Bond traders are bidding big for Australian government debt again

Parliament House in the Australian capital, Canberra. Photo: Andrew Sheargold/Getty Images

Australian government bonds are back in favour.

Demand at Australia’s bond sales in 2017 has risen to the highest level in 12 years, as the government’s planned issuance of new debt has more than halved.

Last year, investor bids fell to 2.89 times the amount of bonds offered on average, the lowest level since 2002. This came as a record-setting global bond rally began to fade and new issuance soared to record levels.

At auctions this year, however, investors have submitted bids to buy an average 4.12 times the amount of debt the government has had on offer, the highest level since 2005.

The figures are based on data from the Australian Office of Financial Management, reviewed by Business Insider.

One sale in March 2017 drew bids for 6.8 times the amount available – almost a three-year high.

“Fears of higher bond issuance as the federal government ramps up infrastructure spending have not eventuated,” Alex Stanley, a senior interest rate strategist at National Australia Bank said. “After the Budget, the forecast profile for commonwealth government securities outstanding is little different to mid year projections. Australian government bonds remain well supported.”

This chart shows the rising bid to cover ratio, reflecting the level of market demand versus the available bonds being issued.

AOFM, the government’s funding agency, estimates net issuance in the year to June 2018 will be $34 billion, compared with $74 billion a year earlier.

“Bid to cover ratios appear to have risen in the last few months with the broad rise in yield and steeper curve,” Martin Whetton, a senior rates strategist at ANZ Bank said. “Another possible factor was the fast pace of issuance over the course of the year had put the AOFM into a position of having a reduced need for funding.”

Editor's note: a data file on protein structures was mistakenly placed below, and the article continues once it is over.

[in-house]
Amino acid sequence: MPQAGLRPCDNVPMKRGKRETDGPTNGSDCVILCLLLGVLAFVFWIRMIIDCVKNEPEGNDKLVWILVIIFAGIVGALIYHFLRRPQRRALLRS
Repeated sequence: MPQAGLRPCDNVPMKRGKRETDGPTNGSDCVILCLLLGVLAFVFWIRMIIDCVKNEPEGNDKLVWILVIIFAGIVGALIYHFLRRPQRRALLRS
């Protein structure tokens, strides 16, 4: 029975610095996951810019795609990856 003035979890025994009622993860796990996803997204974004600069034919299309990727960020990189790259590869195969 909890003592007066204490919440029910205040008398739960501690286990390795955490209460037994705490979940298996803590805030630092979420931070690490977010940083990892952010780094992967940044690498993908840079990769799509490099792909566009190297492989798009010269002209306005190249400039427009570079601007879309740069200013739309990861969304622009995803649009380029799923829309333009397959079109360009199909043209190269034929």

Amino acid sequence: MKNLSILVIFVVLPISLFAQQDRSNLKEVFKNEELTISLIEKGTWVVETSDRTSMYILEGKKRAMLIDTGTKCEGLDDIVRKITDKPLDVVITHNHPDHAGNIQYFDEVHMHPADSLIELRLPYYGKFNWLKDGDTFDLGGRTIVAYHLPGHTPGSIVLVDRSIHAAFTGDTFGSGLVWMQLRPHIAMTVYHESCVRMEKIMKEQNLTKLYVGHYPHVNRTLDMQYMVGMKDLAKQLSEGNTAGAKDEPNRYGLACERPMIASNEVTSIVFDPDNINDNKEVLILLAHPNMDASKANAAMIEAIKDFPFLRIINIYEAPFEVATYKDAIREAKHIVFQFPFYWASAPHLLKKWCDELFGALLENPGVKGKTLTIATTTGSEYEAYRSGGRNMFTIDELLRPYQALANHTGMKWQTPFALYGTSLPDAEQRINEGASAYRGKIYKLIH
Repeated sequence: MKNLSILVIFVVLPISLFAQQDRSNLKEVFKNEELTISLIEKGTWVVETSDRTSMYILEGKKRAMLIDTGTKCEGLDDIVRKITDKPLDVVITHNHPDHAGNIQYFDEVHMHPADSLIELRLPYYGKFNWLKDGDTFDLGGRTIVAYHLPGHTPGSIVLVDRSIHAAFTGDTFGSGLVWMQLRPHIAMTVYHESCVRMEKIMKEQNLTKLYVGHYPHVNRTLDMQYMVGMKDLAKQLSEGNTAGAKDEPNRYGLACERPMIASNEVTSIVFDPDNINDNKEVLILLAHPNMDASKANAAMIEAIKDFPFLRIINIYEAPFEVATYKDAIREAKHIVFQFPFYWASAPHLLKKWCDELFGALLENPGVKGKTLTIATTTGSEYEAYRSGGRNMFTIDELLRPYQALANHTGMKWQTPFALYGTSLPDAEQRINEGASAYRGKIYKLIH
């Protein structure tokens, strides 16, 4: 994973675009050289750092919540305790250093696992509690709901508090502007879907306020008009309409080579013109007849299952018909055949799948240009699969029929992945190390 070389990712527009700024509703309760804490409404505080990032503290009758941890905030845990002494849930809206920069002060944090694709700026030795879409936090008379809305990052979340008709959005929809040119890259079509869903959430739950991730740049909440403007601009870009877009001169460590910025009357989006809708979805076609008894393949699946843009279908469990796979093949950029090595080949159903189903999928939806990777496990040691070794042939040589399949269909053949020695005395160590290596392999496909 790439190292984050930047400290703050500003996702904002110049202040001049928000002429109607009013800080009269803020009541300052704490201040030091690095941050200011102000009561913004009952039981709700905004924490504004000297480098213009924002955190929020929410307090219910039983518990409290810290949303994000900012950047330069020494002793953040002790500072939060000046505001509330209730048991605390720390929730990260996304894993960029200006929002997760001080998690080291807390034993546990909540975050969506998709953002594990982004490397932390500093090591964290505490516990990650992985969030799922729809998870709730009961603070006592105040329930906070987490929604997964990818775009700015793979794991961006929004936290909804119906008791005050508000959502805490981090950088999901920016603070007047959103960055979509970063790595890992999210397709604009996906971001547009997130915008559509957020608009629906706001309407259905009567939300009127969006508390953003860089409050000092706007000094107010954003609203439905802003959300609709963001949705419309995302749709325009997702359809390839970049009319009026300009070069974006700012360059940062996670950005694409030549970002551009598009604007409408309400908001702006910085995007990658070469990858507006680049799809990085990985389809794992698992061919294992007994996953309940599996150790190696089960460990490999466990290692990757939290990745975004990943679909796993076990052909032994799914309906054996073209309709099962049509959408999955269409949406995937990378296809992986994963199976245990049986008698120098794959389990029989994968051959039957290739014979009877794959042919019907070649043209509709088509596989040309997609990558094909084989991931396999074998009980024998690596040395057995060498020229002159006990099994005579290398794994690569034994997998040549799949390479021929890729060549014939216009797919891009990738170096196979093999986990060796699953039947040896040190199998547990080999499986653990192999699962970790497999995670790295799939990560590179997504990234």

A look at the budget papers also shows a similar trajectory. The face value of Commonwealth Government Securities (CGS) on issue is projected to rise by $39 billion to $540 billion by June 2018 compared with a $80 billion rise this financial year.

Australian government securities on issue totaled $494 billion as of last week, up from $438 billion a year earlier. The agency raised more $20 billion in just two transactions in the first two months of the year. The $11 billion of November 2028 bonds issued in February is the biggest ever bond sale.

Net debt is estimated to be 19.5% of GDP in 2017/18 and to peak as a share of GDP at 19.8% in the next year, according to the budget papers. It is then projected to decline as a share of GDP
to 8.5% by 2027-28.

Given supply of new bonds is estimated be the lowest since 2013, fund managers are piling into what is still one of the highest yielding developed market government bonds.

Aussie 10-year bonds yielded 2.51 per cent on Wednesday up from the all-time low of 1.84 percent in July. The yield premium the nation’s benchmark bonds offer over their US peers stood at 23 basis points up from 19 basis points last month, the narrowest since 2001.

Aussie bonds have managed to hold on the spreads despite monetary policy divergence. While the consensus expectations is for the Reserve Bank of Australia to stay on hold for the rest of the year at a record low cash rate of 1.5%, the US Fed is seen moving twice to a range of 1.25% to 1.5%, pretty much wiping out the cash rate differential.

Economists’ yield forecasts suggest the premium will remain intact through the year. The Australian benchmark bond is seen yielding 2.76% by the end of the year, while its US equivalent will return 2.46%, according to estimates compiled by Trading Economics.

Demand also got a leg up from the AOFM issuing more longer-dated bonds so far this year compared to 2016. More than 60% of the issuance this year has bonds with a tenure of 10 years or more, compared with about half last year.

Longer-dated bonds offer a bigger coupon rate. And money managers globally have been extending the duration of their portfolios, emboldened by the US Federal Reserve’s indication that it is unlikely to speed up the pace of rate rises.

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